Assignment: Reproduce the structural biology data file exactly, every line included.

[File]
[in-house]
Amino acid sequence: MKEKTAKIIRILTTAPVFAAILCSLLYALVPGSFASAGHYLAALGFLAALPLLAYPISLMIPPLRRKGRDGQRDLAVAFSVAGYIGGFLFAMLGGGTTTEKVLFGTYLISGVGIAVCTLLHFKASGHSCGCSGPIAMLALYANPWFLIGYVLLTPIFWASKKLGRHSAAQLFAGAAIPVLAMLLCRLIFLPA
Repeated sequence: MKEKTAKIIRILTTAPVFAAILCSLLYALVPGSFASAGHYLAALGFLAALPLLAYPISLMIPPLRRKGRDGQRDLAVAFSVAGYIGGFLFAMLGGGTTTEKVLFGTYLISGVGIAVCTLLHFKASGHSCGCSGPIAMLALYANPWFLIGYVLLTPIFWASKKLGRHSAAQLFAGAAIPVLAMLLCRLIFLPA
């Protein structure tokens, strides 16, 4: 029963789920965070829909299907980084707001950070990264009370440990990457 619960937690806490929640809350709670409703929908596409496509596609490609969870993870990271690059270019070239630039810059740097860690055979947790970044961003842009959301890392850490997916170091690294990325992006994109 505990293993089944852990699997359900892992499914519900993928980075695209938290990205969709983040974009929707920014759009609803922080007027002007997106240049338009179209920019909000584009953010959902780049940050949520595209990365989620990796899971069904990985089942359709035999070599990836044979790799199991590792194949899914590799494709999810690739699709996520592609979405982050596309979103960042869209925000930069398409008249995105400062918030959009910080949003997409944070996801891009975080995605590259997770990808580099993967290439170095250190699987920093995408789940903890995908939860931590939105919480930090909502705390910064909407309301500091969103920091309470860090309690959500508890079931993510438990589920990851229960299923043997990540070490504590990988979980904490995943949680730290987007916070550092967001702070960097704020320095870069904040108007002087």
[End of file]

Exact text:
[in-house]
Amino acid sequence: MKEKTAKIIRILTTAPVFAAILCSLLYALVPGSFASAGHYLAALGFLAALPLLAYPISLMIPPLRRKGRDGQRDLAVAFSVAGYIGGFLFAMLGGGTTTEKVLFGTYLISGVGIAVCTLLHFKASGHSCGCSGPIAMLALYANPWFLIGYVLLTPIFWASKKLGRHSAAQLFAGAAIPVLAMLLCRLIFLPA
Repeated sequence: MKEKTAKIIRILTTAPVFAAILCSLLYALVPGSFASAGHYLAALGFLAALPLLAYPISLMIPPLRRKGRDGQRDLAVAFSVAGYIGGFLFAMLGGGTTTEKVLFGTYLISGVGIAVCTLLHFKASGHSCGCSGPIAMLALYANPWFLIGYVLLTPIFWASKKLGRHSAAQLFAGAAIPVLAMLLCRLIFLPA
């Protein structure tokens, strides 16, 4: 029963789920965070829909299907980084707001950070990264009370440990990457 619960937690806490929640809350709670409703929908596409496509596609490609969870993870990271690059270019070239630039810059740097860690055979947790970044961003842009959301890392850490997916170091690294990325992006994109 505990293993089944852990699997359900892992499914519900993928980075695209938290990205969709983040974009929707920014759009609803922080007027002007997106240049338009179209920019909000584009953010959902780049940050949520595209990365989620990796899971069904990985089942359709035999070599990836044979790799199991590792194949899914590799494709999810690739699709996520592609979405982050596309979103960042869209925000930069398409008249995105400062918030959009910080949003997409944070996801891009975080995605590259997770990808580099993967290439170095250190699987920093995408789940903890995908939860931590939105919480930090909502705390910064909407309301500091969103920091309470860090309690959500508890079931993510438990589920990851229960299923043997990540070490504590990988979980904490995943949680730290987007916070550092967001702070960097704020320095870069904040108007002087």